Conventional laser diode arrays comes in two basic kinds: In one kind the individual laser diodes are still phase-coupled, while in the other kind they are individually addressable and have independent phases. The phase-coupled laser diode array has several drawbacks that seriously hinder its application to velocity measurement, such as described in the article “Flow-velocity measurements with a laser diode array”, Azzazy, et al., APPLIED OPTICS, Vol. 36, No. 12, 20 April 1997, pp 2721-2729.
The drawbacks of the phase-coupled laser diodes and this technology are that the lasers have a relative large beam-to-beam intensity variation, a low modulation depth for the fringe patter, and an undesired a double-peak intensity modulation in the far-field due to interference between light from different sources in the diode array.
By addressing the individual laser diodes these drawbacks will disappear. However, conventional laser diodes are expensive, fragile at handling and they have relatively high power consumptions. Additionally, conventional laser diodes emit light at large divergence angles (approx 30 degrees) calling for a high numerical aperture for the lenses used for collecting the emitted light. This will further increase the cost of the system, or introduce detrimental diffraction effects in the measuring volume if an insufficient numerical aperture of the lens is used with the purpose of cutting the cost. It 2D configuration, the individual laser sources cannot be addressed.
These drawbacks have meant that this technique has not matured into a commercially available velocity measuring equipment.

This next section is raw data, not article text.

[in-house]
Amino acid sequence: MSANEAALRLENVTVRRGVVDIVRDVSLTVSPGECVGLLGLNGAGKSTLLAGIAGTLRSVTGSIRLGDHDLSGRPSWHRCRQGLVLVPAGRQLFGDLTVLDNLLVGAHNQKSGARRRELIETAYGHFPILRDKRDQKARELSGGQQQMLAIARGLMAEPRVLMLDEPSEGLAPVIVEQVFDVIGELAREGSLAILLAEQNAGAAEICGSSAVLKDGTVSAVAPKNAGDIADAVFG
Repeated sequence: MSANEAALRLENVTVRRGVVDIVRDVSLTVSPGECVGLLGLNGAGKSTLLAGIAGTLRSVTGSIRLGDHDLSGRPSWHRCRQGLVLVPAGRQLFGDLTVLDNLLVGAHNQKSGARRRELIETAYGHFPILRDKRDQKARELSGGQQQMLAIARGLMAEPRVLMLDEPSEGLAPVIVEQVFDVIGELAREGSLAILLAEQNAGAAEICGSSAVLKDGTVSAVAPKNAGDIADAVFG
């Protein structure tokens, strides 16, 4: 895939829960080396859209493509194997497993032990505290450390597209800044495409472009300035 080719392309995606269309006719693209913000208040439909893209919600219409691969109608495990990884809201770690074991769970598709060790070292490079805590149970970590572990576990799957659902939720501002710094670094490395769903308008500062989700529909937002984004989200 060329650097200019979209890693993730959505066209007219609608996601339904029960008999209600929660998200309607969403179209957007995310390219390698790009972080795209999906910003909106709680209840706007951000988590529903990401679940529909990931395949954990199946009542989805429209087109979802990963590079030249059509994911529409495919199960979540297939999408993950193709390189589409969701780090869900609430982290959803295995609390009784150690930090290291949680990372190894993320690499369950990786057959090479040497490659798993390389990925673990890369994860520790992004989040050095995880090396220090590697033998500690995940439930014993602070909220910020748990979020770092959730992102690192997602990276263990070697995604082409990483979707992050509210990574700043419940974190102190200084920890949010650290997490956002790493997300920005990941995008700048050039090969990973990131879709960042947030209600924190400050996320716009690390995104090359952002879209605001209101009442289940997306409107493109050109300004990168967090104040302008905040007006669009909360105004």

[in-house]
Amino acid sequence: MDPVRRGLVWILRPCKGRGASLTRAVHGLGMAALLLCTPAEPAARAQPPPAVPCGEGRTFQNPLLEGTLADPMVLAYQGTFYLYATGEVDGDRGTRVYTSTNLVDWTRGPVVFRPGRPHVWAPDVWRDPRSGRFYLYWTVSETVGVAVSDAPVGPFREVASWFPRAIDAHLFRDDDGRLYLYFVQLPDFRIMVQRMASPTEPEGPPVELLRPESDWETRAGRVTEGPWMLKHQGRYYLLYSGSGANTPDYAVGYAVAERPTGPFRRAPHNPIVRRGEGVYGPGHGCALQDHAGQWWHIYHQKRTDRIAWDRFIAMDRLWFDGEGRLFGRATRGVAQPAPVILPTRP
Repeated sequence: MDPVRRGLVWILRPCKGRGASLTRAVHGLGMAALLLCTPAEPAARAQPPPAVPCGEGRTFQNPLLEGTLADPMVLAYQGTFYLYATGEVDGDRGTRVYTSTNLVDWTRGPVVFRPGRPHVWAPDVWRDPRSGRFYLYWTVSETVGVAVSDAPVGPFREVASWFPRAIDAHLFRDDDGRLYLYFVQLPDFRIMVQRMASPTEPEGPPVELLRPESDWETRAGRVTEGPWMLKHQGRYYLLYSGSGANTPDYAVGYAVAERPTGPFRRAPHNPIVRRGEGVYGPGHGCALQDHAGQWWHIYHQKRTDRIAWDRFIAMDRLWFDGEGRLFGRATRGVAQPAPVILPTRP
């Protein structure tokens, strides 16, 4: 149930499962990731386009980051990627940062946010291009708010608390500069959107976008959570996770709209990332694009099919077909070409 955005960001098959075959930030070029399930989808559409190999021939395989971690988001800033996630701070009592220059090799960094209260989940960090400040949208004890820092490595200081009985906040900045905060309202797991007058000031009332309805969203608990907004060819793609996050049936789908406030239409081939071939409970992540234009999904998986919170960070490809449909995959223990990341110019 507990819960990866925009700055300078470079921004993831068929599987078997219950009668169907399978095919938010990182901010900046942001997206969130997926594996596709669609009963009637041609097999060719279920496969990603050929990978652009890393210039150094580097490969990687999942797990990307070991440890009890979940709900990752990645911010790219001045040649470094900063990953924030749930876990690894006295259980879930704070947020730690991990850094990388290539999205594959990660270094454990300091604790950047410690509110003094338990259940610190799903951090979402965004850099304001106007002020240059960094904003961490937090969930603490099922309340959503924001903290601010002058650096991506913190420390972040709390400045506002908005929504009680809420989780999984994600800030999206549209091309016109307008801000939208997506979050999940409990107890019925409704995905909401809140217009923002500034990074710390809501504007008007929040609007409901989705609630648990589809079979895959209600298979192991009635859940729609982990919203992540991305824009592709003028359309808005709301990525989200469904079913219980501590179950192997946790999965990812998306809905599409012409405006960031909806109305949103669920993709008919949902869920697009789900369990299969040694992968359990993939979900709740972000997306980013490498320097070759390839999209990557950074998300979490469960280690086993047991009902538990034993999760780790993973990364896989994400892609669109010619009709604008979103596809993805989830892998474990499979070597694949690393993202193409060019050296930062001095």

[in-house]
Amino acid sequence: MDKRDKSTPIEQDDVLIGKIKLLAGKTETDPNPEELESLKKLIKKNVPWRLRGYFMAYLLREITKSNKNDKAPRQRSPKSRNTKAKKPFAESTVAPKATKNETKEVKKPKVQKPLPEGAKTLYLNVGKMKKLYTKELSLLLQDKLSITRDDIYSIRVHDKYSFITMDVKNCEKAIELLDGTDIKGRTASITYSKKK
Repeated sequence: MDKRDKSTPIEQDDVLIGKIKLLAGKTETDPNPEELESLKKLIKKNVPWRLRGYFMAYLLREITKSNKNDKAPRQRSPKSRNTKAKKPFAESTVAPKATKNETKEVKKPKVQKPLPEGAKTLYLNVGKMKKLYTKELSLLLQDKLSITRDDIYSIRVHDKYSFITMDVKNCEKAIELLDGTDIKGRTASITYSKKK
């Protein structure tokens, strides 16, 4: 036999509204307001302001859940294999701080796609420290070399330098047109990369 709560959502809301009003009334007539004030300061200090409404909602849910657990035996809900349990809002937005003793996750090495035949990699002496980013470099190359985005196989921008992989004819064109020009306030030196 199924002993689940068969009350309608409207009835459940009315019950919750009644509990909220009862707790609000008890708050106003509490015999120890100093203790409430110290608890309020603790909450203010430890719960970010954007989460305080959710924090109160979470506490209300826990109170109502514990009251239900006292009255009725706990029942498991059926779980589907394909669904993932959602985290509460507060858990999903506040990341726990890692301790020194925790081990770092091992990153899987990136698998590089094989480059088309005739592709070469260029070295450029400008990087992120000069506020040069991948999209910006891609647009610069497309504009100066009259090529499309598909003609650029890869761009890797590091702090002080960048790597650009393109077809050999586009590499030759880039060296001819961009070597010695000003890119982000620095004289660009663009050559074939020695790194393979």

On this basis, the object of the invention is to provide a device and a method of the initially mentioned kind that overcomes the above-mentioned drawbacks with non-intrusive velocity measurement techniques.
This object is achieved according to the invention by a device and a method for measuring the velocity of objects, particles, or a fluid flow, comprising transmitter means comprising at least one linear array or a two-dimensional array of surface emitting lasers, said laser sources being arranged in a configuration spaced apart by a predetermined separation distance (d), an optical system including at least one imaging lens directing the electromagnetic radiation emitted from the laser sources into a measurement region in a predetermined manner producing an array of fringes or spots spaced apart with a predetermined distance (Λ) corresponding to the separation distance (d) between the laser sources, receiver means comprising light manipulating means directing the electromagnetic radiation scattered from the measurement region to detection means including at least one detector detecting the scattered electromagnetic radiation from the measurement region as an object passes through the measurement region, detector processing means processing the detected signals from the detector means corresponding to the object passing the fringes in the measurement region. The surface emitting light sources could be Vertical Cavity Surface Emitting Laserdiodes (VCSELs). By the invention, it is realised that an equivalent solution could be high efficiency, infra red light emitting diodes instead of the laser sources if it is appropriate in an actual application. By a system according to the invention, it is realised that coherent as well as in-coherent light scattered from the light sources may be used depending on the nature of the non-intrusive velocity measurement, unlike the known systems where it is imperative that the emitted light is coherent.